Updated: Tuesday, 04 May 2010, 10:14 PM EDT
Published : Tuesday, 04 May 2010, 7:14 PM EDT
INDIANAPOLIS (WISH/AP) - Former Indiana senator Dan Coats has won the GOP Senate nomination. Coats shot to an early lead on election night and held on to beat opponents Marlin Stutzman and John Hostettler.
The newly nominated Republican candidate had his son Andrew introduce him as he began the celebration at the downtown Indianapolis Marriott.
Saying, "Thank you, Indiana, for your strong support," Coats stressed his conservatism and his strong Hoosier values. He then began attacking President Obama.
Coats said the choices between himself and representative Brad Ellsworth, the Democratic nominee, are clear. He said it's time to stop the spending in Washington and the hard left the government is taking. He attacked Ellsworth's support of the recently-passed health care bill.
Coats intends to hit the road campaigning immediately. He's heading to Evansville Wednesday morning right into the heart of Brad Ellsworth territory.
Coats has been under fire from conservatives for his years as a Washington lobbyist and for a vote in favor of a gun control law when he was in the Senate.
He only won about 40 percent of the vote with 71 percent of precincts reporting, signaling a divide in the GOP between mainstream Republicans and more conservative tea party voters who split their votes between Hostettler and Stutzman.
That divide could be an issue in November when Coats will Ellsworth, a conservative Democrat who will be formally nominated by the Democratic central committee May 15.
"Ellsworth has enough conservative credentials to cut into some of the Republican base," said Brian Vargus, a political science professor at Indiana University-Purdue University at Indianapolis.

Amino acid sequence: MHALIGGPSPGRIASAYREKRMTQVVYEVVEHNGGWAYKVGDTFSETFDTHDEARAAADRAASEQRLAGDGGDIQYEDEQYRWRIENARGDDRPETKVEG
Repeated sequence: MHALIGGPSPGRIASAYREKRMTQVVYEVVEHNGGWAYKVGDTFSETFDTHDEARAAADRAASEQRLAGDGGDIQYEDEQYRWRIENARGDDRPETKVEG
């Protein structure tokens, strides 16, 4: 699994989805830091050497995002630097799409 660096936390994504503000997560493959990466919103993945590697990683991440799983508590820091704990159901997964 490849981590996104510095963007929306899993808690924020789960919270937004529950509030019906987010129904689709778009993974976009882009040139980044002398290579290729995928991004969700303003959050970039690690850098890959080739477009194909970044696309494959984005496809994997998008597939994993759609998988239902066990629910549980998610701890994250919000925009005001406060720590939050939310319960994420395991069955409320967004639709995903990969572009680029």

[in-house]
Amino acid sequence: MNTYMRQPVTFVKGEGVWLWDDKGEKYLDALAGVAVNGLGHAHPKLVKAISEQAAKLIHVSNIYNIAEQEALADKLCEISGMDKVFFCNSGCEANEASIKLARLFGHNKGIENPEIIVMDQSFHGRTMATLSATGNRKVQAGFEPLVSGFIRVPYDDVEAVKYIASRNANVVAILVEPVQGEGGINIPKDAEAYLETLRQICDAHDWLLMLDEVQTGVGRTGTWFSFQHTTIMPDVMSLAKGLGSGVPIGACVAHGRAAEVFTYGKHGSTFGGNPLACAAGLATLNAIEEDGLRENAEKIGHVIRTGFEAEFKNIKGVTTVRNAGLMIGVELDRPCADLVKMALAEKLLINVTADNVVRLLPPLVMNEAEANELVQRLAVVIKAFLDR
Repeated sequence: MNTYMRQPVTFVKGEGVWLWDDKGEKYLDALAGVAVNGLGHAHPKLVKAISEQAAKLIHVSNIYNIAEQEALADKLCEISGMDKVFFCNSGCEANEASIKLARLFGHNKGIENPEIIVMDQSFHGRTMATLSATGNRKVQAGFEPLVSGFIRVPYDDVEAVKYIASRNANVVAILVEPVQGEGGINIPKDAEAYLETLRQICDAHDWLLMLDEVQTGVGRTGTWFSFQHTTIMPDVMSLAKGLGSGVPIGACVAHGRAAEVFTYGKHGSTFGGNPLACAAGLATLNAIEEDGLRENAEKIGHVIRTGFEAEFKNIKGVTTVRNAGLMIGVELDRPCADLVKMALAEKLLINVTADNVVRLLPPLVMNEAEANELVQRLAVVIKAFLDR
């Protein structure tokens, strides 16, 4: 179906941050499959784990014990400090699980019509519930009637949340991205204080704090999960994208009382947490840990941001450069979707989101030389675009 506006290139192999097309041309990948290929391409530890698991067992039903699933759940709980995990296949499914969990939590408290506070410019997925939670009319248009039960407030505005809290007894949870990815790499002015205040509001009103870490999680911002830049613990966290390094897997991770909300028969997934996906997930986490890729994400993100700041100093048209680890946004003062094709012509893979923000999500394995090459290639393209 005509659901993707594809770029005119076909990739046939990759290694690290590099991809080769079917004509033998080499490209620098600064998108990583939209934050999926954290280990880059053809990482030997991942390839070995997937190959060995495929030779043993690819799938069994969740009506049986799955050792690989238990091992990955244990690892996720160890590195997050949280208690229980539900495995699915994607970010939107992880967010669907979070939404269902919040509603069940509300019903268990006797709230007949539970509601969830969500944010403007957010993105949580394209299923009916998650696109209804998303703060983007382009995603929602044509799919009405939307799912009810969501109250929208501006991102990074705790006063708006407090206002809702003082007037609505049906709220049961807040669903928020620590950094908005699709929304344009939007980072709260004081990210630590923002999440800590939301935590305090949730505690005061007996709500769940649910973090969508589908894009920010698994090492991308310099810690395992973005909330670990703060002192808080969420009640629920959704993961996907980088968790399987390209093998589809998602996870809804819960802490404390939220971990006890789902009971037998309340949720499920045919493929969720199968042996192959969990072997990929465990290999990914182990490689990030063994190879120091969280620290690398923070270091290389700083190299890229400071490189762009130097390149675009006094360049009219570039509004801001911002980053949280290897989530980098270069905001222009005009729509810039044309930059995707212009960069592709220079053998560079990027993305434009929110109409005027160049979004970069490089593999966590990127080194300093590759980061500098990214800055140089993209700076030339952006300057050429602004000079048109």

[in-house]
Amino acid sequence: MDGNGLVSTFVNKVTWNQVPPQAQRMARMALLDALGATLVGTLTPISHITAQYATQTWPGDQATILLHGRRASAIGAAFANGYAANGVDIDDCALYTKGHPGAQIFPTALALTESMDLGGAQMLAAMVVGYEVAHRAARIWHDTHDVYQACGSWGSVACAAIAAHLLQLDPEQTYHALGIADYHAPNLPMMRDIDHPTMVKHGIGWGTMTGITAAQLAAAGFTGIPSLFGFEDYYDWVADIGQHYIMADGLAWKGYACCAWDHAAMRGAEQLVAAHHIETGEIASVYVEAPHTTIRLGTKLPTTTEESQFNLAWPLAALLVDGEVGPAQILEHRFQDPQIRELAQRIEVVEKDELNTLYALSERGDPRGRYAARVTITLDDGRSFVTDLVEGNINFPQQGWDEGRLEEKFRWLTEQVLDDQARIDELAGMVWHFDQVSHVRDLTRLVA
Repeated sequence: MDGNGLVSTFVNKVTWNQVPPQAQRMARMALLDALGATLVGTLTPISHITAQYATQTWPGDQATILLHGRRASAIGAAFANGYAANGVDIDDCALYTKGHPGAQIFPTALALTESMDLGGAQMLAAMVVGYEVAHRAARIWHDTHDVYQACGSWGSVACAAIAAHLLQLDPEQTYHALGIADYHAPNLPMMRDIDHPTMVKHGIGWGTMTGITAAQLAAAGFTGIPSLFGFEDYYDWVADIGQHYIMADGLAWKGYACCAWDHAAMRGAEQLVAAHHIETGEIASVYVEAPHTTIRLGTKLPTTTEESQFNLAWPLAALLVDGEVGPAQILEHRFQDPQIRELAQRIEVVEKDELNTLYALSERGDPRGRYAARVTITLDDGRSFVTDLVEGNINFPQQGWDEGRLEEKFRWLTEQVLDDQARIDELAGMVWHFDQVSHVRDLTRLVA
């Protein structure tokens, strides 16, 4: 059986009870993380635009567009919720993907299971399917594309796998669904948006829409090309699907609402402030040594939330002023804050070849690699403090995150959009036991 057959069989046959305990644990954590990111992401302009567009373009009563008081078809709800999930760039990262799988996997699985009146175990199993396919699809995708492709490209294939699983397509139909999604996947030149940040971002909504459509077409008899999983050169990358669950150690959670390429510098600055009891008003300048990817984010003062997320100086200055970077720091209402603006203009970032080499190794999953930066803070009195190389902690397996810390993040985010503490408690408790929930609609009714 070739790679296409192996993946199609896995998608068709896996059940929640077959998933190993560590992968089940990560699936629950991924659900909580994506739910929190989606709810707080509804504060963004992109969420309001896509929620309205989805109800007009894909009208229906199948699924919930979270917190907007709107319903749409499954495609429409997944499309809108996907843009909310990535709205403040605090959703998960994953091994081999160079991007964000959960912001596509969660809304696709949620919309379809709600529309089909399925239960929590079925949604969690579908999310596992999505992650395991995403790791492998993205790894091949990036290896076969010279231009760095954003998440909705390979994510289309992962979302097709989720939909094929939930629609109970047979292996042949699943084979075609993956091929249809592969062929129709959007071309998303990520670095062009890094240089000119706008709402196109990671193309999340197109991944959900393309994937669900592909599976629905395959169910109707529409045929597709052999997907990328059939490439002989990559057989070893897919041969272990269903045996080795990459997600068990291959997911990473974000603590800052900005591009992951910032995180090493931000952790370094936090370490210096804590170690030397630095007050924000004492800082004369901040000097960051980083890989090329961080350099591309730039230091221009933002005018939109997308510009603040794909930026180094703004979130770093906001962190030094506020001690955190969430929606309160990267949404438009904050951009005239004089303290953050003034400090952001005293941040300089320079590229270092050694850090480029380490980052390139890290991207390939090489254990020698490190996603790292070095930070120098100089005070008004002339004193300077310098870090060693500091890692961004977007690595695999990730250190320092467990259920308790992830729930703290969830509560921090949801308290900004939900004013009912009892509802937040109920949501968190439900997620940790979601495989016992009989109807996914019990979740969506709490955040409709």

"It is completely possible that those people who are disaffected from the party -- the so-called tea party voters -- vote Libertarian or stay home."
Coats, backed by national GOP leaders during the primary, hopes to convince tea party voters that he echoes their concerns about where the country is headed under Democratic leadership.
"We're going to be singing off the same song sheet between now and November," said Coats spokesman Pete Seat.
Coats may also portray Ellsworth as a Washington insider, even though Coats himself has plenty of experience inside the beltway.
Coats won a special election in 1990 to serve the remainder of Dan Quayle's term after Quayle became vice president in 1989.
Coats' name was last on an Indiana ballot in 1992, when he made a successful bid for a full Senate term.
But he decided not to run for re-election in 1998, when Bayh made his first run for the seat. Coats has since been an ambassador to Germany under former President George W. Bush and worked as a lobbyist in Washington.
Democrats have been attacking Coats even before he won Tuesday's primary.The chairman of the Indiana Democratic Party chided Coats for missing a deadline to file a personal financial disclosure report, saying he should know better because of his experience as a former senator. Once Coats filed the form, Democrats criticized him for being an "elite D.C. lobbyist" and questioned whether he would represent Indiana residents or special interest groups.